Normalizing A Vector

Thomas Jollans thomas at
Sun Aug 1 12:32:19 CEST 2010

On 08/01/2010 03:41 AM, Lawrence D'Oliveiro wrote:
> In message <87sk2zhpcj.fsf at>, Alain Ketterlin wrote:
>> Lawrence D'Oliveiro <ldo at geek-central.gen.new_zealand> writes:
>>>     V = tuple \
>>>       (
>>>             x
>>>         /
>>>             l
>>>        for x in V
>>>        for l in
>>>            (math.sqrt(reduce(lambda a, b : a + b, (y * y for y in V),
>>>            0)),)
>>>       )
>> You got the order wrong (it has to be for l ... for x ...)
> No, I deliberately put it in that order to ensure that the value for l can 
> only ever be evaulated once.
>> You're kind of lucky here, because the arglist to tuple() provides a
>> scope that hides x and l. Be careful if you ever change tuple(...) to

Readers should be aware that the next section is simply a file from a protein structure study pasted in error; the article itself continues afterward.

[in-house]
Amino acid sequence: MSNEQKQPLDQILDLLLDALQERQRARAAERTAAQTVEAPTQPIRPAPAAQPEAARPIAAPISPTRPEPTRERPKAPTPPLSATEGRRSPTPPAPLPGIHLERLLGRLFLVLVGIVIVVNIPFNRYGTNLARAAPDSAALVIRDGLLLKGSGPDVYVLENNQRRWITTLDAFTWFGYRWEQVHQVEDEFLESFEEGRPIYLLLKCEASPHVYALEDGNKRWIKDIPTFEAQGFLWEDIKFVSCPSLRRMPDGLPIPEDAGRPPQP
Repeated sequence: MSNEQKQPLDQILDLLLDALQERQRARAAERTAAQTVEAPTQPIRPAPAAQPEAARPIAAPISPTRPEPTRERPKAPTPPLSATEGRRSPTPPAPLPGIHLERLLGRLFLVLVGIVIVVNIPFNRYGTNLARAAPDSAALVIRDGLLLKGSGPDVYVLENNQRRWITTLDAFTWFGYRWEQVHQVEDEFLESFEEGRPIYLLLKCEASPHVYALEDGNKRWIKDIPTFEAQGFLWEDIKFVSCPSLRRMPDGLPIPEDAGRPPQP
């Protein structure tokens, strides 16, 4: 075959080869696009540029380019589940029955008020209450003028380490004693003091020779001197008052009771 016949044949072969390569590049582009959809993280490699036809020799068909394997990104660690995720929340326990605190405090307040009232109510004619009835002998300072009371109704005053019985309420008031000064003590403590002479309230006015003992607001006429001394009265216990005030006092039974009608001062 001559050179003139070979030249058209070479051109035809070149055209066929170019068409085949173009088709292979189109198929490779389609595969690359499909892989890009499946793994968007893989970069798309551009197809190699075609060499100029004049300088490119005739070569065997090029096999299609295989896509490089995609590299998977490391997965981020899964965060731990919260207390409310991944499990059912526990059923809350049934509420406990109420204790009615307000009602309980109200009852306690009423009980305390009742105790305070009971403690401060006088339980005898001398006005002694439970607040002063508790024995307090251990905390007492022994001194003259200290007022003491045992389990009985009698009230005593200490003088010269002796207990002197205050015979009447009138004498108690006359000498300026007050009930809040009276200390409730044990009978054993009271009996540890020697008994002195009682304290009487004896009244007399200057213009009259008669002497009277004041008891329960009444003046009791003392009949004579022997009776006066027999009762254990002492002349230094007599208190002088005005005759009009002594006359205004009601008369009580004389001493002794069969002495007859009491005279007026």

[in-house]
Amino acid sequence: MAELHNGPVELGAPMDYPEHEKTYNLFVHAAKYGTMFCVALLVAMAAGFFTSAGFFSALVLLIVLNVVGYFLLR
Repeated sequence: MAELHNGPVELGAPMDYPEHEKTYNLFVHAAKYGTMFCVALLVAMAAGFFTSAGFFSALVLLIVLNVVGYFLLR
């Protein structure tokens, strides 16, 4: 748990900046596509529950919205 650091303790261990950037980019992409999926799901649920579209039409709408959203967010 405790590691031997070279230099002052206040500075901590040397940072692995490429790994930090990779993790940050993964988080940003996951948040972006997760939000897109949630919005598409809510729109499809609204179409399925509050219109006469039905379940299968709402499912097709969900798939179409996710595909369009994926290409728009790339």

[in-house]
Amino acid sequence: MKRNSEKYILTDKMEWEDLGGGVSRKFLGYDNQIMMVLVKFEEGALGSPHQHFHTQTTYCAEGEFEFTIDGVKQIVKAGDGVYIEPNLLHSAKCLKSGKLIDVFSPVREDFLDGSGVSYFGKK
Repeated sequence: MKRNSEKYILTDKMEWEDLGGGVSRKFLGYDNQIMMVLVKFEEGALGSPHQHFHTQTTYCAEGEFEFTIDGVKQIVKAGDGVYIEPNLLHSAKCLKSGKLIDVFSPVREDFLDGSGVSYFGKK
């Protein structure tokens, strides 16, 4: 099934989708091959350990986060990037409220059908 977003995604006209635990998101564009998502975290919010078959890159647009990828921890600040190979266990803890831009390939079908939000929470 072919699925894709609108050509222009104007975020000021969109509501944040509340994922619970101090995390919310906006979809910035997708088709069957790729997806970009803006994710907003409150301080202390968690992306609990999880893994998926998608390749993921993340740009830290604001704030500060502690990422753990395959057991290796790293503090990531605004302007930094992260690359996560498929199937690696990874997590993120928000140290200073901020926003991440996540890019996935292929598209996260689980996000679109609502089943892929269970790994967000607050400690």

>> [...], because x and l would leak to the outer scope (with python 2.*).
> Interesting. However, using “list( ... )” instead of “[ ... ]” also prevents 
> the leakage.

Yes. That's because the variable leakage of list comprehensions was
never a good idea, and is kept in Python 2.x only for backwards
compatibility. When generator expressions where introduced, it was done
in such a way that the scope didn't leak (which probably wouldn't make
any sense anyway since there's no guarantee a generator expression is
executed at all before the next line)

In Python 3, list comprehensions don't leak names any more - they act
(nearly?) the same as like( ... expr ... ) now.

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